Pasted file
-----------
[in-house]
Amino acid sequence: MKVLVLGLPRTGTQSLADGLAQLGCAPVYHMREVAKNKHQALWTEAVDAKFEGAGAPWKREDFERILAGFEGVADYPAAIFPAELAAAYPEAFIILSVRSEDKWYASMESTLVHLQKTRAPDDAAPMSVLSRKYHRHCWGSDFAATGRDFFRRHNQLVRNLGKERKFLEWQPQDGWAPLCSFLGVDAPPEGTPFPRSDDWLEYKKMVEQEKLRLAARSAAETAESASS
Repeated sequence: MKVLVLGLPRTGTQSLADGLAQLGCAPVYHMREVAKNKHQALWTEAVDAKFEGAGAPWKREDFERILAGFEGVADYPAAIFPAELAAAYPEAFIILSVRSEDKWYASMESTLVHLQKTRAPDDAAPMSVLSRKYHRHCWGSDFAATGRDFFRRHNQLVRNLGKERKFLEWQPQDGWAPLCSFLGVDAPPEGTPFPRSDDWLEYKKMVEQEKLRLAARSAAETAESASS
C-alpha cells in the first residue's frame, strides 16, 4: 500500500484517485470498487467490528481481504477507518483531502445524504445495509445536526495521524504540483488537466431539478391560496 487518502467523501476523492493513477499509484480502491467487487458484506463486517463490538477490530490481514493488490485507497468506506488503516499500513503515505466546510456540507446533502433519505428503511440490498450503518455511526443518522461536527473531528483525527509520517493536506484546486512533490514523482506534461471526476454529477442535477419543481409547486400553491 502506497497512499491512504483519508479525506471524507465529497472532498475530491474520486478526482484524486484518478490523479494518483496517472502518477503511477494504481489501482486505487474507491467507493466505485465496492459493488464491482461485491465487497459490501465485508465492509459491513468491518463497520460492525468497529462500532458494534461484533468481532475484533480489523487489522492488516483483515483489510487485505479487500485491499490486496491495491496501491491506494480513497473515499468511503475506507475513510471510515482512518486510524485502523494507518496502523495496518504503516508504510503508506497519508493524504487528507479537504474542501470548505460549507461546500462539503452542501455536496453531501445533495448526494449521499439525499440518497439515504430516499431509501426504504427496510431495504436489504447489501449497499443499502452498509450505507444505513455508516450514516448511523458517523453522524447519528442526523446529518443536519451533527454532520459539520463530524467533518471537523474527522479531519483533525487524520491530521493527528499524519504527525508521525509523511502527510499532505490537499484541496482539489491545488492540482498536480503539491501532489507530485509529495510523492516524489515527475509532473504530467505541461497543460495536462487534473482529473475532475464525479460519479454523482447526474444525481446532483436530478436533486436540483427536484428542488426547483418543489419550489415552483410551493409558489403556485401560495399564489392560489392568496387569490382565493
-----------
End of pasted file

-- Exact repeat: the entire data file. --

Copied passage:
[in-house]
Amino acid sequence: MKVLVLGLPRTGTQSLADGLAQLGCAPVYHMREVAKNKHQALWTEAVDAKFEGAGAPWKREDFERILAGFEGVADYPAAIFPAELAAAYPEAFIILSVRSEDKWYASMESTLVHLQKTRAPDDAAPMSVLSRKYHRHCWGSDFAATGRDFFRRHNQLVRNLGKERKFLEWQPQDGWAPLCSFLGVDAPPEGTPFPRSDDWLEYKKMVEQEKLRLAARSAAETAESASS
Repeated sequence: MKVLVLGLPRTGTQSLADGLAQLGCAPVYHMREVAKNKHQALWTEAVDAKFEGAGAPWKREDFERILAGFEGVADYPAAIFPAELAAAYPEAFIILSVRSEDKWYASMESTLVHLQKTRAPDDAAPMSVLSRKYHRHCWGSDFAATGRDFFRRHNQLVRNLGKERKFLEWQPQDGWAPLCSFLGVDAPPEGTPFPRSDDWLEYKKMVEQEKLRLAARSAAETAESASS
C-alpha cells in the first residue's frame, strides 16, 4: 500500500484517485470498487467490528481481504477507518483531502445524504445495509445536526495521524504540483488537466431539478391560496 487518502467523501476523492493513477499509484480502491467487487458484506463486517463490538477490530490481514493488490485507497468506506488503516499500513503515505466546510456540507446533502433519505428503511440490498450503518455511526443518522461536527473531528483525527509520517493536506484546486512533490514523482506534461471526476454529477442535477419543481409547486400553491 502506497497512499491512504483519508479525506471524507465529497472532498475530491474520486478526482484524486484518478490523479494518483496517472502518477503511477494504481489501482486505487474507491467507493466505485465496492459493488464491482461485491465487497459490501465485508465492509459491513468491518463497520460492525468497529462500532458494534461484533468481532475484533480489523487489522492488516483483515483489510487485505479487500485491499490486496491495491496501491491506494480513497473515499468511503475506507475513510471510515482512518486510524485502523494507518496502523495496518504503516508504510503508506497519508493524504487528507479537504474542501470548505460549507461546500462539503452542501455536496453531501445533495448526494449521499439525499440518497439515504430516499431509501426504504427496510431495504436489504447489501449497499443499502452498509450505507444505513455508516450514516448511523458517523453522524447519528442526523446529518443536519451533527454532520459539520463530524467533518471537523474527522479531519483533525487524520491530521493527528499524519504527525508521525509523511502527510499532505490537499484541496482539489491545488492540482498536480503539491501532489507530485509529495510523492516524489515527475509532473504530467505541461497543460495536462487534473482529473475532475464525479460519479454523482447526474444525481446532483436530478436533486436540483427536484428542488426547483418543489419550489415552483410551493409558489403556485401560495399564489392560489392568496387569490382565493